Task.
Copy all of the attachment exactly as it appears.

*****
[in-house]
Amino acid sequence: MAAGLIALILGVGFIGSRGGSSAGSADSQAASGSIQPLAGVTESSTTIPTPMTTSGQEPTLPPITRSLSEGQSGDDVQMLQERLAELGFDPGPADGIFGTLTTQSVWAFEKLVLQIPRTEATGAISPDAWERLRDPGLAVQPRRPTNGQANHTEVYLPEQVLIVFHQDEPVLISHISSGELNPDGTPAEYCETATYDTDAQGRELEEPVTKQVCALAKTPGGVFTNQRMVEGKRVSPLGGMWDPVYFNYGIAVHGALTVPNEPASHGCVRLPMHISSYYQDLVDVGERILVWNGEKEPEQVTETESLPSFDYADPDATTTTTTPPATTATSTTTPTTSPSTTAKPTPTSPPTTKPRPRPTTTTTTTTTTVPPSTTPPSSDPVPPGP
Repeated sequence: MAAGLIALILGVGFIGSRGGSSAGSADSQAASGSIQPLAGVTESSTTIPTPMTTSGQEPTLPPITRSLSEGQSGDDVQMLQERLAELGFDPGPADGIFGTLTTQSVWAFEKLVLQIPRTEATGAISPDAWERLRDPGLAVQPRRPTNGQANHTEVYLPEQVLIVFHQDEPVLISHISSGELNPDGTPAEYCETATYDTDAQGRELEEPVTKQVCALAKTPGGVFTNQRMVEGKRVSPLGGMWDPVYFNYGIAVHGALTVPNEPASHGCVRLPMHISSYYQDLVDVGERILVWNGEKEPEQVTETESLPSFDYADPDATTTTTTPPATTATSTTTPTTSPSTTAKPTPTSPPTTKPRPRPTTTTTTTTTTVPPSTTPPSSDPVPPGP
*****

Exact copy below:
[in-house]
Amino acid sequence: MAAGLIALILGVGFIGSRGGSSAGSADSQAASGSIQPLAGVTESSTTIPTPMTTSGQEPTLPPITRSLSEGQSGDDVQMLQERLAELGFDPGPADGIFGTLTTQSVWAFEKLVLQIPRTEATGAISPDAWERLRDPGLAVQPRRPTNGQANHTEVYLPEQVLIVFHQDEPVLISHISSGELNPDGTPAEYCETATYDTDAQGRELEEPVTKQVCALAKTPGGVFTNQRMVEGKRVSPLGGMWDPVYFNYGIAVHGALTVPNEPASHGCVRLPMHISSYYQDLVDVGERILVWNGEKEPEQVTETESLPSFDYADPDATTTTTTPPATTATSTTTPTTSPSTTAKPTPTSPPTTKPRPRPTTTTTTTTTTVPPSTTPPSSDPVPPGP
Repeated sequence: MAAGLIALILGVGFIGSRGGSSAGSADSQAASGSIQPLAGVTESSTTIPTPMTTSGQEPTLPPITRSLSEGQSGDDVQMLQERLAELGFDPGPADGIFGTLTTQSVWAFEKLVLQIPRTEATGAISPDAWERLRDPGLAVQPRRPTNGQANHTEVYLPEQVLIVFHQDEPVLISHISSGELNPDGTPAEYCETATYDTDAQGRELEEPVTKQVCALAKTPGGVFTNQRMVEGKRVSPLGGMWDPVYFNYGIAVHGALTVPNEPASHGCVRLPMHISSYYQDLVDVGERILVWNGEKEPEQVTETESLPSFDYADPDATTTTTTPPATTATSTTTPTTSPSTTAKPTPTSPPTTKPRPRPTTTTTTTTTTVPPSTTPPSSDPVPPGP